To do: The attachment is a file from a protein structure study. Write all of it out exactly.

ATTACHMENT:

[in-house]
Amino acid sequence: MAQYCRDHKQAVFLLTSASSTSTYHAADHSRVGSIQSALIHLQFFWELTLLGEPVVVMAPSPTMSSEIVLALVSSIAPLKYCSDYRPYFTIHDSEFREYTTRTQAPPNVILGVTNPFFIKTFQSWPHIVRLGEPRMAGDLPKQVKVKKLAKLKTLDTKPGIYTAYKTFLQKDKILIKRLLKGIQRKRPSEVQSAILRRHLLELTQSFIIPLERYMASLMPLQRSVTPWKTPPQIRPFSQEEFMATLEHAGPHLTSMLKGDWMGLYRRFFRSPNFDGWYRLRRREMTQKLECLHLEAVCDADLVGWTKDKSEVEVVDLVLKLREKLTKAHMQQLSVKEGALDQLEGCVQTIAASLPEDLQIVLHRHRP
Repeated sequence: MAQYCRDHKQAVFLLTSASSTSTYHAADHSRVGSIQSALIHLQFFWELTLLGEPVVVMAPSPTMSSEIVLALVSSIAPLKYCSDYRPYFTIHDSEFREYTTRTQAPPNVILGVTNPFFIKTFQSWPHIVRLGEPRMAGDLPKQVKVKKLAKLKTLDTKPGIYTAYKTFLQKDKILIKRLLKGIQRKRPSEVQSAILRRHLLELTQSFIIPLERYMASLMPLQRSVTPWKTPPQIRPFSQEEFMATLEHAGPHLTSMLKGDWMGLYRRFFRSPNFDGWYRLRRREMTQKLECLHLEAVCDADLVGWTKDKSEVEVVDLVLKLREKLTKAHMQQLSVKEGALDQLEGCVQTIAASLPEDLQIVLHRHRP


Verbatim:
[in-house]
Amino acid sequence: MAQYCRDHKQAVFLLTSASSTSTYHAADHSRVGSIQSALIHLQFFWELTLLGEPVVVMAPSPTMSSEIVLALVSSIAPLKYCSDYRPYFTIHDSEFREYTTRTQAPPNVILGVTNPFFIKTFQSWPHIVRLGEPRMAGDLPKQVKVKKLAKLKTLDTKPGIYTAYKTFLQKDKILIKRLLKGIQRKRPSEVQSAILRRHLLELTQSFIIPLERYMASLMPLQRSVTPWKTPPQIRPFSQEEFMATLEHAGPHLTSMLKGDWMGLYRRFFRSPNFDGWYRLRRREMTQKLECLHLEAVCDADLVGWTKDKSEVEVVDLVLKLREKLTKAHMQQLSVKEGALDQLEGCVQTIAASLPEDLQIVLHRHRP
Repeated sequence: MAQYCRDHKQAVFLLTSASSTSTYHAADHSRVGSIQSALIHLQFFWELTLLGEPVVVMAPSPTMSSEIVLALVSSIAPLKYCSDYRPYFTIHDSEFREYTTRTQAPPNVILGVTNPFFIKTFQSWPHIVRLGEPRMAGDLPKQVKVKKLAKLKTLDTKPGIYTAYKTFLQKDKILIKRLLKGIQRKRPSEVQSAILRRHLLELTQSFIIPLERYMASLMPLQRSVTPWKTPPQIRPFSQEEFMATLEHAGPHLTSMLKGDWMGLYRRFFRSPNFDGWYRLRRREMTQKLECLHLEAVCDADLVGWTKDKSEVEVVDLVLKLREKLTKAHMQQLSVKEGALDQLEGCVQTIAASLPEDLQIVLHRHRP